Though Yogi Bhajan was complex and often subtle, he most often addressed things quite head-on.  One of his quotes from the RCY teacher training manual stood out for me this weekend:

“Children are not pets, property, or possessions, but are the future and hope of the planet.  They have strengths which need to be encouraged and weaknesses which need to be channeled or positively used.  They need the inspiration of the parents’ life example, not so much by words or shows.”

The martial arts phase that our son experienced was a way of channeling his strong energy in a positive way.  I still see the effect of that experience reverberating in his life as a young adult.  Though our son is a young adult, I know there are many times when Yogi Bhajan’s words are just as important now, as it was then.

In what ways can you channel your children (or your students) into positive expressions?  Can you give yourself and your child the experience of non-attachment and see what happens?

Let me know…leave a message here if you like!

Posted in awareness, Children's Yoga, conscious relationships, Happily Ever Now, Kundalini Yoga, meditation, mindfulness, parenting, Radiant Child Yoga, yoga, yoga therapy, yogi bhajan | Tagged , , , , , , , , , | Leave a comment

Don’t be a BELIEF THIEF!!

thank you
I made a video of myself dancing in the kitchen because it happened spontaneously.  I contemplated whether to do it or not because I was just hanging around my kitchen, no special clothing, no fixing of the hair, no make-up.  And I decided that it was good to make the video just the way I was.   I did this because because we all struggle with wanting to appear a certain way to the world, and the media has cashed in on that idea.

Instead I was just having a lot of fun, the way I do when I am feeling good, and I wanted to share it to inspire others to have fun…

When you get to the end of this life, that is the only thing that will be of importance—how much joy you felt, what good use you put your life to—and I don’t mean serving others because that comes naturally from a place of joy—but it is not the goal.  The goal is joyful life.  This is a belief worth having in my opinion!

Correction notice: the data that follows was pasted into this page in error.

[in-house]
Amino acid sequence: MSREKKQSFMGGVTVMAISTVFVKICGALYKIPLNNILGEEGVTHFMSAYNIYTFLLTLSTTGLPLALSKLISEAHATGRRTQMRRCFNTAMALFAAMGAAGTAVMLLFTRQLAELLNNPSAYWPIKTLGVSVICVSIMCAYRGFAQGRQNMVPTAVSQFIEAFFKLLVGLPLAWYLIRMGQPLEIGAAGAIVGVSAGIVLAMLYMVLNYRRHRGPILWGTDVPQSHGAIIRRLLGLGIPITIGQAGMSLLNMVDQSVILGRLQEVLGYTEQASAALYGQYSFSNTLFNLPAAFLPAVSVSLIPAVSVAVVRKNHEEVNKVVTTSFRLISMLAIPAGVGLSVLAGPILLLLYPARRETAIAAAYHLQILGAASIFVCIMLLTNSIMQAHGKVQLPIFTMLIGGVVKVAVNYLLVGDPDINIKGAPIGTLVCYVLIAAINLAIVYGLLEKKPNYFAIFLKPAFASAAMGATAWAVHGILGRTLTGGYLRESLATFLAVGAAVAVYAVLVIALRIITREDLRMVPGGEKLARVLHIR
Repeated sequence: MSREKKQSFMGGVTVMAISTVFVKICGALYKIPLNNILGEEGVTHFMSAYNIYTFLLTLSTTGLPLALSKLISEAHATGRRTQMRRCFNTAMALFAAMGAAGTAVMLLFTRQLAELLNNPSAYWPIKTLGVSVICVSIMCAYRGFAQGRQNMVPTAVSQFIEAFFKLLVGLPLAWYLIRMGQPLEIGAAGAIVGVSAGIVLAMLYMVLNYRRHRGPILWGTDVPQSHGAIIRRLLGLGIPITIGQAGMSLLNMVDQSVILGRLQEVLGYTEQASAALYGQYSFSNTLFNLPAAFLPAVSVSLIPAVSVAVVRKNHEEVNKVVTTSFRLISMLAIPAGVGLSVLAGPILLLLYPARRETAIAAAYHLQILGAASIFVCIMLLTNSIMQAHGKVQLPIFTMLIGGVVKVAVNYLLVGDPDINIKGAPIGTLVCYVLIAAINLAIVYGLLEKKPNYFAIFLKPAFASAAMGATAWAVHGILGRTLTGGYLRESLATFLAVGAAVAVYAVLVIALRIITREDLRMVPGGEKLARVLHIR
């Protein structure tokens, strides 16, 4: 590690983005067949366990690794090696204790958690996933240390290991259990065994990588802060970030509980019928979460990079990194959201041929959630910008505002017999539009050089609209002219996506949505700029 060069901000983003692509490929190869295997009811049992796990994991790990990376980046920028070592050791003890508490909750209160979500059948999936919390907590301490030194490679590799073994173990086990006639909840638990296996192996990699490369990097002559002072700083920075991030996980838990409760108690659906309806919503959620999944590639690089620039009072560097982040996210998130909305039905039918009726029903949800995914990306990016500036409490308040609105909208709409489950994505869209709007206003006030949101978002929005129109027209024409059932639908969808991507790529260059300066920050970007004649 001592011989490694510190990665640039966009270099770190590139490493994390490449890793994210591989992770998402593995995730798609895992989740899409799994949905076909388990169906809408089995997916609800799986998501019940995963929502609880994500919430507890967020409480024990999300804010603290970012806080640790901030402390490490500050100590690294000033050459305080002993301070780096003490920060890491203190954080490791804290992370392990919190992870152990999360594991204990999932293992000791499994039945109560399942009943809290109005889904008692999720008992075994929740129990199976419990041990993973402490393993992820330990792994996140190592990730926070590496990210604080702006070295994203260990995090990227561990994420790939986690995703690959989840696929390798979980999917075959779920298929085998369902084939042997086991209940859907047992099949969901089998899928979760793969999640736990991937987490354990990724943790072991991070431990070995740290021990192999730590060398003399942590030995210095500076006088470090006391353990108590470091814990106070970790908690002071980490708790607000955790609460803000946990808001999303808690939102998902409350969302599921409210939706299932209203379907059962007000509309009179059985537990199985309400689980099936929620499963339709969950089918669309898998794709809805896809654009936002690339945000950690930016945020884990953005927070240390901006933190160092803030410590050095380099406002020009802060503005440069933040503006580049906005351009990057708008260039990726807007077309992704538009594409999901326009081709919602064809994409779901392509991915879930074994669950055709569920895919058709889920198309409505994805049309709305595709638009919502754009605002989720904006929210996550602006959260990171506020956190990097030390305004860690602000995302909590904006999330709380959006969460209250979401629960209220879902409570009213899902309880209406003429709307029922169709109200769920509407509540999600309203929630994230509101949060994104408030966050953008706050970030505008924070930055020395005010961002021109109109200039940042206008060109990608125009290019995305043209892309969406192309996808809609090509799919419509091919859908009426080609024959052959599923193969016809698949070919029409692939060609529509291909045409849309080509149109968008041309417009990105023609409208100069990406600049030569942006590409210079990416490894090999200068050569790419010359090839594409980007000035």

Then I heard from one of my students, who is a heart-centered teacher of Radiant Child Yoga, and who is committed to her own spiritual growth.  She was touched by this video and said:

“I  just want you to know that you speak to my heart.  If you didn’t know I was struggling this week you have great timing.”

And I replied:

I feel the way it works is that we are all synchronistic beings, but most of the time we as a humanity are not aware of the synchronicity.  It could go something like this—I might not know specifically what is happening with you energetically, but because we have agreed (on a soul level, or superconscious level) to be tuned in together, we can feel the synchronicity.

The only reason you (or me, or anyone) might struggle, is because you are believing something that your soul doesn’t believe—so there is conflict.  Your true being knows your value and when you devalue yourself, there is a gap of credibility.  This gap makes you feel bad, even if you are not aware of it consciously.

lighten up
I am really enjoying studying with a channeled teacher called Bashar.  One funny thing he says is, we take on beliefs that are other people’s ideas about us or about how life works.  We do that very early in life so we don’t even know it is happening.  We think this is just the way it is.  He says this is why it feels so heavy, because you are dragging around this baggage that isn’t even yours!  So don’t steal other people’s beliefs, Bashar says,….don’t be a BELIEF THIEF!! Ha ha….
Drop what others have said is the way to be, no shoulds.  Let yourself feel who you are and what you want to do—and if judgements come up, realize they are old “recordings” that you just picked up somewhere along your life.  Remember, you don’t want to carry around other people’s beliefs…it gets so heavy!

 Lighten up and tell yourself “I’m not going to be a belief thief!  I’m going to find out what I, my true self, believes about this situation.”

to gathergather

Posted in Abraham-Hicks, appreciation, awareness, brain yoga, Happily Ever Now, Happily Ever Now, law of attraction, meditation, mindfulness, notes from Shakta, Poetry, yoga, yoga therapy | Tagged , , , , , , , , | 1 Comment